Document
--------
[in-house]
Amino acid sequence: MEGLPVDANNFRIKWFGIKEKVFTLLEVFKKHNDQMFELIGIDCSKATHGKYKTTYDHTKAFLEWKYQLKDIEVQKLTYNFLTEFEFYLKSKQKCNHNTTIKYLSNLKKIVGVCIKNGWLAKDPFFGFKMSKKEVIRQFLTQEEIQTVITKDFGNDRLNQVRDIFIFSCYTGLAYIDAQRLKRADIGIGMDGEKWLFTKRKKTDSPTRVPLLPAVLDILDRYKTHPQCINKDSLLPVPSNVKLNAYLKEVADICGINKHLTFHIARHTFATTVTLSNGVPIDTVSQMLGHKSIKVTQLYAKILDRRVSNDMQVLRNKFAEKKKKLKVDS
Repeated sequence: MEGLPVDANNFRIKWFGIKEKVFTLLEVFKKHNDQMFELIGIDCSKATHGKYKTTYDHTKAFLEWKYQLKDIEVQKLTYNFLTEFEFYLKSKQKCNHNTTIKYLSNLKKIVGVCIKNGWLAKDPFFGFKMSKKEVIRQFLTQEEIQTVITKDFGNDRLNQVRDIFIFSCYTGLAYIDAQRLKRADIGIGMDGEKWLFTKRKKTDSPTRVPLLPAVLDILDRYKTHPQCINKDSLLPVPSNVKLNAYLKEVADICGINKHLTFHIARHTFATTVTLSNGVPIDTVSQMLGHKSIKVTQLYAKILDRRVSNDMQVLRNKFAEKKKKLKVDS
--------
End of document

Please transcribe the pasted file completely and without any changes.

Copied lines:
[in-house]
Amino acid sequence: MEGLPVDANNFRIKWFGIKEKVFTLLEVFKKHNDQMFELIGIDCSKATHGKYKTTYDHTKAFLEWKYQLKDIEVQKLTYNFLTEFEFYLKSKQKCNHNTTIKYLSNLKKIVGVCIKNGWLAKDPFFGFKMSKKEVIRQFLTQEEIQTVITKDFGNDRLNQVRDIFIFSCYTGLAYIDAQRLKRADIGIGMDGEKWLFTKRKKTDSPTRVPLLPAVLDILDRYKTHPQCINKDSLLPVPSNVKLNAYLKEVADICGINKHLTFHIARHTFATTVTLSNGVPIDTVSQMLGHKSIKVTQLYAKILDRRVSNDMQVLRNKFAEKKKKLKVDS
Repeated sequence: MEGLPVDANNFRIKWFGIKEKVFTLLEVFKKHNDQMFELIGIDCSKATHGKYKTTYDHTKAFLEWKYQLKDIEVQKLTYNFLTEFEFYLKSKQKCNHNTTIKYLSNLKKIVGVCIKNGWLAKDPFFGFKMSKKEVIRQFLTQEEIQTVITKDFGNDRLNQVRDIFIFSCYTGLAYIDAQRLKRADIGIGMDGEKWLFTKRKKTDSPTRVPLLPAVLDILDRYKTHPQCINKDSLLPVPSNVKLNAYLKEVADICGINKHLTFHIARHTFATTVTLSNGVPIDTVSQMLGHKSIKVTQLYAKILDRRVSNDMQVLRNKFAEKKKKLKVDS